Sep. 8, 1999 CHAPEL HILL, N.C. - At age 3, children whose mothers are chronically depressed fare significantly worse on tests and other measures showing school readiness, verbal comprehension and language skills than children of mothers who are never depressed, a major new study concludes. Those whose mothers are sometimes depressed fall somewhere in between, the research shows.
The study, conducted at the University of North Carolina at Chapel Hill and nine other U.S. centers, evaluated the effects of maternal depression on children's development. Early education experts consider it the largest and most carefully controlled research of its kind.
"Among other things, our findings show that women who are depressed shouldn't just tough it out but instead should seek help from health-care professionals and support from family and friends," said Dr. Martha Cox, senior scientist at UNC-CH's Frank Porter Graham Child Development Center and principal investigator for the N.C. site. "That's because otherwise their children's development could suffer. Even if mothers continue to be depressed, they can still provide the kind of experience their children need."
Cox, also research professor in psychology, and Dr. Margaret Burchinal, research associate professor of psychology and director of the Graham center's design and statistical unit, led UNC-CH's participation in the study. The National Institute of Child Health and Human Development funded and helped design it.
A report on the findings appears in the September issue of the journal Developmental Psychology.
Researchers followed 1,215 mothers and their infants from birth, observing interactions between them at home and at day-care centers. They also evaluated youngsters with various sophisticated tests of language and mental development and interviewed mothers about their levels of depression and their toddlers' behavior.
Most of the children, who are from racially and socially diverse families, now are in the third grade and will be followed at least through the sixth grade. For the new study, they were assessed at ages 1, 6, 15, 24 and 36 months.
"We found that depressed mothers in general were less sensitive to their children, that their children displayed poorer verbal and language skills and that those children showed more problem behaviors," Burchinal said. "Children whose mothers were more sensitive, however, did better on our measures and behaved better regardless of their mothers' level of depression."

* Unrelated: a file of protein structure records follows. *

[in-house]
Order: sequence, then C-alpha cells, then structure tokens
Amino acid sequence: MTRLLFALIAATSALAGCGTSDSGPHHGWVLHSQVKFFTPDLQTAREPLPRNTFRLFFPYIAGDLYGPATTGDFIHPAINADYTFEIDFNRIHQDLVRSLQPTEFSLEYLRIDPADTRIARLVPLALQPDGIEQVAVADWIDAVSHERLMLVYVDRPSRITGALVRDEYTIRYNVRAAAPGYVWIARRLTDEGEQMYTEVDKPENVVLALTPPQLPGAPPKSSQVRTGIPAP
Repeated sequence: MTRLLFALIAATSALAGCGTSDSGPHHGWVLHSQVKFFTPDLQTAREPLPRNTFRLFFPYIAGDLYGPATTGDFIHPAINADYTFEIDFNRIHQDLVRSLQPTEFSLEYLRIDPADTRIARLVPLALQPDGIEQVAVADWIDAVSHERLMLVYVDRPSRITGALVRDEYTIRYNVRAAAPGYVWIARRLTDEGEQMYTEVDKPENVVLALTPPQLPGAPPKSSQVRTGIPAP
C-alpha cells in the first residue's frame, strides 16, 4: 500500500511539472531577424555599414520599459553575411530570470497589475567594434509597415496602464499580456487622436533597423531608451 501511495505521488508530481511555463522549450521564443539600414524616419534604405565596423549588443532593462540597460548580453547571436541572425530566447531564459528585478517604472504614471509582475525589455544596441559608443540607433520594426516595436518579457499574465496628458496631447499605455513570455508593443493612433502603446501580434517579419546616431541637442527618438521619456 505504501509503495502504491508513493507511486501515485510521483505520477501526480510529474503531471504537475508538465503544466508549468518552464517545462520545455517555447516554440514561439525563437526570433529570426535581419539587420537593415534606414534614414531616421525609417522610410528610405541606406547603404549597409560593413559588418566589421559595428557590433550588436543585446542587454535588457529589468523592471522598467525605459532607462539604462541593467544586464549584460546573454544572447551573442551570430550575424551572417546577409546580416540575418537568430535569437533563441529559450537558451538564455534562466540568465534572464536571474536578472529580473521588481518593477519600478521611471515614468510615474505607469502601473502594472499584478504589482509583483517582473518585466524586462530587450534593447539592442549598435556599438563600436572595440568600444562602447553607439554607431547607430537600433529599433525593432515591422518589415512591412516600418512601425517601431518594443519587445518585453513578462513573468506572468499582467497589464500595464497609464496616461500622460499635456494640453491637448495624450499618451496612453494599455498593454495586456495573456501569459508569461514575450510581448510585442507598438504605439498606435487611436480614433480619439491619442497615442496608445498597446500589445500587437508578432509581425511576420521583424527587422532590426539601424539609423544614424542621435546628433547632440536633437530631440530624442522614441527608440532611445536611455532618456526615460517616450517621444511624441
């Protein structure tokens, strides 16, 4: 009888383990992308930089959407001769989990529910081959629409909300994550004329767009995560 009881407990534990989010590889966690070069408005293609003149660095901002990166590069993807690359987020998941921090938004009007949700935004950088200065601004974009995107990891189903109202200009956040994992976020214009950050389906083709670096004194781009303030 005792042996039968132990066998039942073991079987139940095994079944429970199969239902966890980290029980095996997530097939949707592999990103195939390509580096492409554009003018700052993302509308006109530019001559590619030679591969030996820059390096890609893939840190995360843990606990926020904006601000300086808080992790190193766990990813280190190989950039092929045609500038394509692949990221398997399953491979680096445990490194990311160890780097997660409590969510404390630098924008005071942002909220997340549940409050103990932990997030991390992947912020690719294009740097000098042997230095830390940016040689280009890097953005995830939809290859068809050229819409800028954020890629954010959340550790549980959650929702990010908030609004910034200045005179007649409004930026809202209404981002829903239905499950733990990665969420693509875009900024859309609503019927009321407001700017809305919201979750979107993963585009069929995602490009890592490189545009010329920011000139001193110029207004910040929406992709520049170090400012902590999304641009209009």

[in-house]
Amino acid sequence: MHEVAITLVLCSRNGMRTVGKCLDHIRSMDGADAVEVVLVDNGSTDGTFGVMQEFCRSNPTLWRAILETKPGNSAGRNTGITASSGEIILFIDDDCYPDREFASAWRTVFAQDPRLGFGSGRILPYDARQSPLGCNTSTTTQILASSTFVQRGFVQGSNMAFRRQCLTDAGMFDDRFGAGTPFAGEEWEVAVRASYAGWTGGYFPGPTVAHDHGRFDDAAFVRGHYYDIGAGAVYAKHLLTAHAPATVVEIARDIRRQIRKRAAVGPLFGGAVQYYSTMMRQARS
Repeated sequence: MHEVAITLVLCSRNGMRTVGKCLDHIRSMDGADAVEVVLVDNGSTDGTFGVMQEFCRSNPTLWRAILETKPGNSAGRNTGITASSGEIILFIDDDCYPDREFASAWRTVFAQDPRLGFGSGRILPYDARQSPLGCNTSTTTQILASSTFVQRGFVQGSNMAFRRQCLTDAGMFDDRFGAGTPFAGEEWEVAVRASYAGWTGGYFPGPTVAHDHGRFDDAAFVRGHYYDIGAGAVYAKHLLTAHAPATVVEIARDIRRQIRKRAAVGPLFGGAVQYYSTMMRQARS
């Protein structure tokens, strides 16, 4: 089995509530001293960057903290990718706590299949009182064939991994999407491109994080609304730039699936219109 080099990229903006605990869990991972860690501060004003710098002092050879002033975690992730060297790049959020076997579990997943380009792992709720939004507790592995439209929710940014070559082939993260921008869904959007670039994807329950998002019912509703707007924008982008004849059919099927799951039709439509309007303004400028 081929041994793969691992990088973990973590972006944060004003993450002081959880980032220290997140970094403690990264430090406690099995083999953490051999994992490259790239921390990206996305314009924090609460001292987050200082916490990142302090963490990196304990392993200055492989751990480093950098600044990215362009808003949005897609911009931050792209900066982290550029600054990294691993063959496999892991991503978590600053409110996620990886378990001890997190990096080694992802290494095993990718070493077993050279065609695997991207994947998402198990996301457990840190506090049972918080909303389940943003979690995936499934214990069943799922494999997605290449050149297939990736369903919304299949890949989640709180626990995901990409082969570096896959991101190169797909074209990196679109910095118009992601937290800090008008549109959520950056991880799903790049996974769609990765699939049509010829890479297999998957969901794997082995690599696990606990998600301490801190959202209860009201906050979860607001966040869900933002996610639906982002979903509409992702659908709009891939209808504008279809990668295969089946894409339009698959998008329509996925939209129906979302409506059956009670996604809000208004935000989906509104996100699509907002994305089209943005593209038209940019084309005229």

Also, women with higher incomes and other advantages were more responsive and played better with their children despite their depression possibly because they were less stressed, she said. Income made no difference in sensitivity and responsiveness among mothers who were not depressed.
Earlier research has shown that mothers' interactions with their offspring play a crucial role in children's mental development, of which language skills are an important part.
Investigators considered their sample moderately but not perfectly representative of U.S. mothers and their children. Overall, about 55 percent participants were never depressed during their child's first three years, 38 percent were sometimes depressed and 8 percent were chronically depressed.
Women who were despondent most of the time not only were least sensitive but also were the only group to show a decline in sensitivity between the 15-month and 24-month assessments, Cox said. As toddlers emerged from the period some call the "terrible twos" and became less willful, interactions with mothers grew more positive.
Strengths of the study include its large sample size, the repeated direct assessments and the diversity of subjects, she said. The work is important because it helps show the impact of maternal depression on children's development more definitively than any previous research.
"We tend in our culture to expect people to deal with their problems by themselves unless those problems are just very extreme," Cox said. "Our group of mothers were not chosen because they had come to clinics for help but were just a community sample of women having children. Other studies have shown that women with young children are particularly vulnerable to depression, and our new findings indicate strongly that that depression can have important consequences for children."
Besides UNC-CH, which follows 130 children, other data collection centers are located at the universities of Arkansas at Little Rock, California at Irvine, Kansas, New Hampshire, Pittsburgh, Virginia, Washington at Seattle, Wisconsin, and Temple University. Research Triangle Institute staff in North Carolina's Research Triangle Park also participate in the project.
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